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Hold ‘Em or Fold ‘Em? Bucks’ Struggle as NBA Trade Season Begins

Milwaukee is third in the East, but bottom-third in league wide Net Rating since December 1.

NBA: Charlotte Hornets at Milwaukee Bucks Michael McLoone-USA TODAY Sports

The most recent blowout loss of this season came on Friday, as the Milwaukee Bucks completely no-showed against the lowly Hornets. That the Bucks got boatraced in one game is a non-issue, but we’re no longer talking about one poor performance.

Ladies and gentlemen, the Milwaukee Bucks have not played like a great basketball team lately. In fact, they’ve been a mediocre basketball team for over two months now, and the flaws are becoming too glaring to ignore. Giannis Antetokounmpo’s star shines brightly enough to ignore the blemishes for a little while, but his nine-point outing against Charlotte (by far his lowest scoring game of the season) was a flicker that we’ve seen from the team more and more lately.

It’s not just the embarrassing fall to the Hornets. That’s just one game. The concern stems from that and the near-collapse in Toronto (where the Bucks gave up an 11-point lead in the final minute and were forced to win in overtime) and the actual-collapse in Chicago (where the Bucks gave the game away after playing like themselves for most of it), all of which stand out in the mass of middling basketball that includes double-digit losses to the Wizards, the Celtics, the Nets, and the Grizzlies in the last month.

Since November 6, which was the end of Milwaukee’s scorching 9-0 start to the season, the Bucks rank 23rd league-wide in Net Rating (-1.9). Their defense has remained a top-10 unit during that stretch (defensive rating of 112.0, good for 9th overall), but the offense is positively putrid: 110.1 offensive rating, second-to-last in the league and above only a Charlotte Hornets team that had been missing LaMelo Ball for a long stretch...and that just took the Bucks to task on their home court.

To put it succinctly, something has to change. As one-time (and forever) Buck Brandon Jennings asks:

Giannis isn’t setting new career highs in points because he wants to, but because he has to. Our hometown hero is getting his Greek Freak on in order to carry the Milwaukee Bucks on his back through the last several weeks, and if last night’s letdown was any indication, the burden is too much to bear if an NBA Finals appearance is actually the end-goal.

Something has to change. But what?

As most Bucks fans already know, the team has dealt with significant injury absences recently, including some nasty non-COVID illnesses that went around and further eroded the roster’s health. Jrue Holiday has not been himself for a while, Pat Connaughton missed the first few weeks of the year, and Joe Ingles missed the first few months, but no absence is as profound as that of Khris Middleton, who has appeared in only 7 games and is desperately needed at full-strength on the court.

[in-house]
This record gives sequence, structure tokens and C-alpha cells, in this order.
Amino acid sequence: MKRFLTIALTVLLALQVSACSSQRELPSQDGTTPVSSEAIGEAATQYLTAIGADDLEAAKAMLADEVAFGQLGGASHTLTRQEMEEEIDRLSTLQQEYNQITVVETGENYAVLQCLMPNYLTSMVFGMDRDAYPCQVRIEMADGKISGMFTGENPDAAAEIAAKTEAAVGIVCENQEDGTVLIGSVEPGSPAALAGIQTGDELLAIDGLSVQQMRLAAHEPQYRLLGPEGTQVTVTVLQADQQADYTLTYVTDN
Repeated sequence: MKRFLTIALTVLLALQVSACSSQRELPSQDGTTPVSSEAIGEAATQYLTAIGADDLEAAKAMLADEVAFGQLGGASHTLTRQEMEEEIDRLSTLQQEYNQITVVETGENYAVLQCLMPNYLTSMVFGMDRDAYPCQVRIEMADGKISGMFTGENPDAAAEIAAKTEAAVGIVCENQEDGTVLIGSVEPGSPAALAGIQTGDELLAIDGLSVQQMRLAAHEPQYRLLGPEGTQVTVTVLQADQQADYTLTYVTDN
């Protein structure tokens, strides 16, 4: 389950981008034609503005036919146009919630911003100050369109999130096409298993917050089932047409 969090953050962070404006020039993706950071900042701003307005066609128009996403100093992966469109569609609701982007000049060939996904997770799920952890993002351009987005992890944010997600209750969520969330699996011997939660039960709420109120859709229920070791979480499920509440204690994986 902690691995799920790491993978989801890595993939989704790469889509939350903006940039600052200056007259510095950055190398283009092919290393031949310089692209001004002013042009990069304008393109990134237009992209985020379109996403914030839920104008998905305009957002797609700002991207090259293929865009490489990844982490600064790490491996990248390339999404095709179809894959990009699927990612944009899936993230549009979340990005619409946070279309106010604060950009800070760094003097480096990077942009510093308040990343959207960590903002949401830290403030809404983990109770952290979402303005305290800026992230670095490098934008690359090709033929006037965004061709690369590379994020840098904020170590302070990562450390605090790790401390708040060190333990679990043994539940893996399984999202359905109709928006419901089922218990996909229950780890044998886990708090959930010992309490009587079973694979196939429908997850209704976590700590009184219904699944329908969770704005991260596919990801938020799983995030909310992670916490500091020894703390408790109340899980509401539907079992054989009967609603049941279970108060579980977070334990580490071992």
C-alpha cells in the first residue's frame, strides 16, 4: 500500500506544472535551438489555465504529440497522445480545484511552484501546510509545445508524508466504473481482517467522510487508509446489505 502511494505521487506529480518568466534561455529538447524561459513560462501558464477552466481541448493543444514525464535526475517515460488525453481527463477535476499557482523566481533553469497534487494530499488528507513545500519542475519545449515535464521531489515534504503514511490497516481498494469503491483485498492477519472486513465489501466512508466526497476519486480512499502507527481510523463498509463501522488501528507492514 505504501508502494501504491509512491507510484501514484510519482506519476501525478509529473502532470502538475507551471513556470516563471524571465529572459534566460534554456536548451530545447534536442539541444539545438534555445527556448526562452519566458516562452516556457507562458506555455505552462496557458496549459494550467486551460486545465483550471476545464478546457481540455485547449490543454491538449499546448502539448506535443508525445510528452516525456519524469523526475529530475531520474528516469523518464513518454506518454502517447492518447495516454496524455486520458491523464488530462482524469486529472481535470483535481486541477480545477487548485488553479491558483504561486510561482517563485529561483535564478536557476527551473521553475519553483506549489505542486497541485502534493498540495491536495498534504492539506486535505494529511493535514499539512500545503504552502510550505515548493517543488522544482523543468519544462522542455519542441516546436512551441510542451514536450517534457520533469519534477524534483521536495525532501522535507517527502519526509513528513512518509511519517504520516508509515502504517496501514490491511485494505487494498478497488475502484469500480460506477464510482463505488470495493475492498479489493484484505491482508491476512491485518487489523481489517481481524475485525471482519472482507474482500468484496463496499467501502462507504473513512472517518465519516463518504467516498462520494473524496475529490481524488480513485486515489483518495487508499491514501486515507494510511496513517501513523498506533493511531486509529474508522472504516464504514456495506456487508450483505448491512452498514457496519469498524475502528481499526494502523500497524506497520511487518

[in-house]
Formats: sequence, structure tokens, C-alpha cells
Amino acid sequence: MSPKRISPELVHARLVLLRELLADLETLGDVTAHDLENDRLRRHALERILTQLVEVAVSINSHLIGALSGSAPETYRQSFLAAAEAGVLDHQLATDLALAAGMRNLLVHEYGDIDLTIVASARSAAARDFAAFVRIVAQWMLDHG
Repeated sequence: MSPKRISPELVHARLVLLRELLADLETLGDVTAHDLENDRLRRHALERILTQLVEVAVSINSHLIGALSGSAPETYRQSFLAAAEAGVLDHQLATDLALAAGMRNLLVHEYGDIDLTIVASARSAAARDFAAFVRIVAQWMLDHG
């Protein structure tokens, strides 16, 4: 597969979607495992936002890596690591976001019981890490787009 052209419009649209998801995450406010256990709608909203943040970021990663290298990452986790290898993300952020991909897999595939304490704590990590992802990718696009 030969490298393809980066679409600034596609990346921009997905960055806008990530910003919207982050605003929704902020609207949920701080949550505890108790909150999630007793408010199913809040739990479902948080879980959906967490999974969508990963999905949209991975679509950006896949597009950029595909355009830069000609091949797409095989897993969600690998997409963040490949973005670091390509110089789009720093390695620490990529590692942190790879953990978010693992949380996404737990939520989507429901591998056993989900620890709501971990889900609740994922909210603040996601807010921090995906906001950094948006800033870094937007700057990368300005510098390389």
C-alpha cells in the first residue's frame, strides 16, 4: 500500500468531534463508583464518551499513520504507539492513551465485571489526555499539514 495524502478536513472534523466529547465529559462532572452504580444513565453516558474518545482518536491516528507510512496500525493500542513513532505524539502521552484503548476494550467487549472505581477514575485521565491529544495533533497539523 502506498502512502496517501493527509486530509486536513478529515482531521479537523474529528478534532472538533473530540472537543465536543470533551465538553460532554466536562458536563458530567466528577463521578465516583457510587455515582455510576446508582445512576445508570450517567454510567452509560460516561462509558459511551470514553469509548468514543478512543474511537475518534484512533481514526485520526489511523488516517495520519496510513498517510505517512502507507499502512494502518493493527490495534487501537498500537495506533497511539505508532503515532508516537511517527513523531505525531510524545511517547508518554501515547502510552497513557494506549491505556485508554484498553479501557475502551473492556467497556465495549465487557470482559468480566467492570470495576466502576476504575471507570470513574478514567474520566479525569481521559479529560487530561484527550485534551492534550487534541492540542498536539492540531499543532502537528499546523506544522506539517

So what are the Bucks to do? Do they keep their cards in play and seek out a move between now and the February 9 trade deadline that will help get the team on-track in time for the playoffs? Or is it best to bow out of any risky gambles with roster reconstruction, and simply wait for everyone we expected to contribute to return to form? Patience is a virtue, perhaps, but patience is a difficult prescription when you’re struggling to keep up with your peers and the expectation is contention for a title.

It doesn’t help that the Bucks have precious few assets to work with, and everyone knows it. Their only draft pick of consequence available to trade is a 2029 first round pick, and their only players with movable contracts amount to a modest collection. Grayson Allen, George Hill, and Jordan Nwora might get you $15 million of salary to work with, but a team willing to take them back in exchange for a true difference-maker is merely theoretical at present.

Hold ‘em? Or fold ‘em? If you’re the Milwaukee Bucks, all eyes must remain fixed on the prize that lies at the end of the NBA Playoffs, or else the efforts that fall short will result in not just another postseason disappointment, but the squandering of a year of Giannis’ prime.

High stakes, indeed.

UPDATE: As if posting as a direct response to any consternation, Giannis himself would suggest that the Bucks just need time to get themselves recombobulated, and all will be well.